Should you file bankruptcy?
Bankruptcy may be an option to rescue you from financial distress, but the risks may not be worth the reward.
Should you file bankruptcy?
As a Michigan State University Extension educator and a Michigan State Housing Development Authority-certified housing counselor, it is not my place to direct a person to file or not to file bankruptcy. Whether or not to file bankruptcy is dependent on your unique circumstances, and if you are considering filing bankruptcy it is strongly urged that you to talk to a bankruptcy attorney.
However, if the headline caught your attention, you might have an interest in the subject or you might be struggling financially and weighing bankruptcy as an option. While I am not offering any specific legal advice, I am a licensed attorney who has filed hundreds of bankruptcy cases. Since first entering private practice in 1998, I have met with hundreds of people each year who have asked the specific question, “Should I file bankruptcy?” This is the first of a series of articles that will explore that question in depth.
First, some good news. For the years 2011 to 2012 the number of bankruptcy filings decreased in most of the United States. In West Michigan, where I have conducted the bulk of my practice, there has been a dramatic drop in bankruptcy filings over the past several years, and the trend appears to be continuing. In addition, Michigan unemployment rates continue to decline. However, despite the good news, thousands continue to file bankruptcy.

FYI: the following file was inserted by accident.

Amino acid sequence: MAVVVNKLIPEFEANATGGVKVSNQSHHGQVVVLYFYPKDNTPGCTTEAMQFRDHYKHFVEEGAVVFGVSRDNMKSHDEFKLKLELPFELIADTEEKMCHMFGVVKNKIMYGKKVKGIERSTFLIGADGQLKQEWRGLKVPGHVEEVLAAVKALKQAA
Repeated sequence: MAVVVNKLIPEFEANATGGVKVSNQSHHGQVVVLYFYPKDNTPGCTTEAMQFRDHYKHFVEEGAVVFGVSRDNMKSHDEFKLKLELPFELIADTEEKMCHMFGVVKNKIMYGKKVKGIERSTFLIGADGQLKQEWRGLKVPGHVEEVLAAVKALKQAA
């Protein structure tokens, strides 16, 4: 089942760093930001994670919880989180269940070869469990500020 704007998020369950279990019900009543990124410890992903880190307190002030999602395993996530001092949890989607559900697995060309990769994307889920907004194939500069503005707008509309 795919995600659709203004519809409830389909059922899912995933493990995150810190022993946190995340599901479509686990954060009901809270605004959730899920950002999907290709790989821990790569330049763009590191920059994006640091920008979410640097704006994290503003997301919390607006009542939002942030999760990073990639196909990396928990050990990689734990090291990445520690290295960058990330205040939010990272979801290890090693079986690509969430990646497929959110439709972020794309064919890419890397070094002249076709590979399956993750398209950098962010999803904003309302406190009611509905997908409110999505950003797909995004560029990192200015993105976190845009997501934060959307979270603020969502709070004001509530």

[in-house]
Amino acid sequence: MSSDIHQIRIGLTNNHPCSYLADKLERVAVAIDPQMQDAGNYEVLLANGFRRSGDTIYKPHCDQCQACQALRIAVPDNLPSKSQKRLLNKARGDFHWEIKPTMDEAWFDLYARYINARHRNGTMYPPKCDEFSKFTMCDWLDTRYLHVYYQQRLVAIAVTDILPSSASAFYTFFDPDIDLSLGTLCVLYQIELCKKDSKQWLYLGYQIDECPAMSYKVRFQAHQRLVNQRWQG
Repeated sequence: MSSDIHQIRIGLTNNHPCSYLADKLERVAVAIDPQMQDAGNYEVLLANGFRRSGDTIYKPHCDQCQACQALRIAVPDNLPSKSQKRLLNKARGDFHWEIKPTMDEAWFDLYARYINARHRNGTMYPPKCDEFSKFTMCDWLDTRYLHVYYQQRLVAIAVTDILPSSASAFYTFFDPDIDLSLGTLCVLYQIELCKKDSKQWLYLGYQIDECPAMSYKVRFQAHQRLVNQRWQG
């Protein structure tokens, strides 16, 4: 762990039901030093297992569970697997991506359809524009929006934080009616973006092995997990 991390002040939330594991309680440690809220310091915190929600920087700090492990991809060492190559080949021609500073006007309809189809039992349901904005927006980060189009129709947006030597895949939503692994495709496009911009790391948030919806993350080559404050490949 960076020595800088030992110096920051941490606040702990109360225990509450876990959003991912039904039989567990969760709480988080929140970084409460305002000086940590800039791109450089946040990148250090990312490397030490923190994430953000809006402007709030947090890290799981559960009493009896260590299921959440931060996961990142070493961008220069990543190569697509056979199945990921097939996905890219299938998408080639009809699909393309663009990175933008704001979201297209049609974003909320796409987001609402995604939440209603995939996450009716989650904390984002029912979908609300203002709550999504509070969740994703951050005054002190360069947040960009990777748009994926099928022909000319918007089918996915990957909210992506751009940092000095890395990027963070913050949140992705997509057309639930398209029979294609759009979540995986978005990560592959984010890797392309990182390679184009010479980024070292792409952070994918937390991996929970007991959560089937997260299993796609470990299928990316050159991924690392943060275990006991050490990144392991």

So, what is bankruptcy? The basic definition of bankruptcy from Merriam-Webster is that bankruptcy is the condition of being bankrupt: a condition of financial failure caused by not having the money that you need to pay your debts (emphasis added).
I used to tell clients, if they had a financial mess and were unable to clean it up on their own, bankruptcy may be an option. The questions arise when one attempts to define “financial mess.” How much debt is too much? How far behind on bills is too far behind? Is there a minimum amount of debt required before you are allowed to file bankruptcy? Are you worried you make too much money to file bankruptcy? Or are you afraid you will lose all of your property if you file? What is Chapter 7 bankruptcy; or Chapter 13 bankruptcy? In the next series of articles, I will explore these questions as well as the ultimate question: “Should I file bankruptcy?”
First, avoid the financial mess. Pay your debts on time. If you are struggling to pay your debts on time, seek help early on. Old fashioned common sense says spend less or make more, or do both. The problem is how to spend less or make more, or do both. If you have been unemployed or underemployed for a long period of time, it is especially difficult. A good place to start is with financial counseling or money management classes. Studies have shown that people who received some financial management counseling were more likely to stay current on debt payments. Michigan State University Extension offers a variety of money management programs throughout the state of Michigan, and has many news stories and resources on personal finance.
Other articles in this series:
- Should you file bankruptcy? Part 2
- Should you file bankruptcy? Part 3
- Should you file bankruptcy? Part 4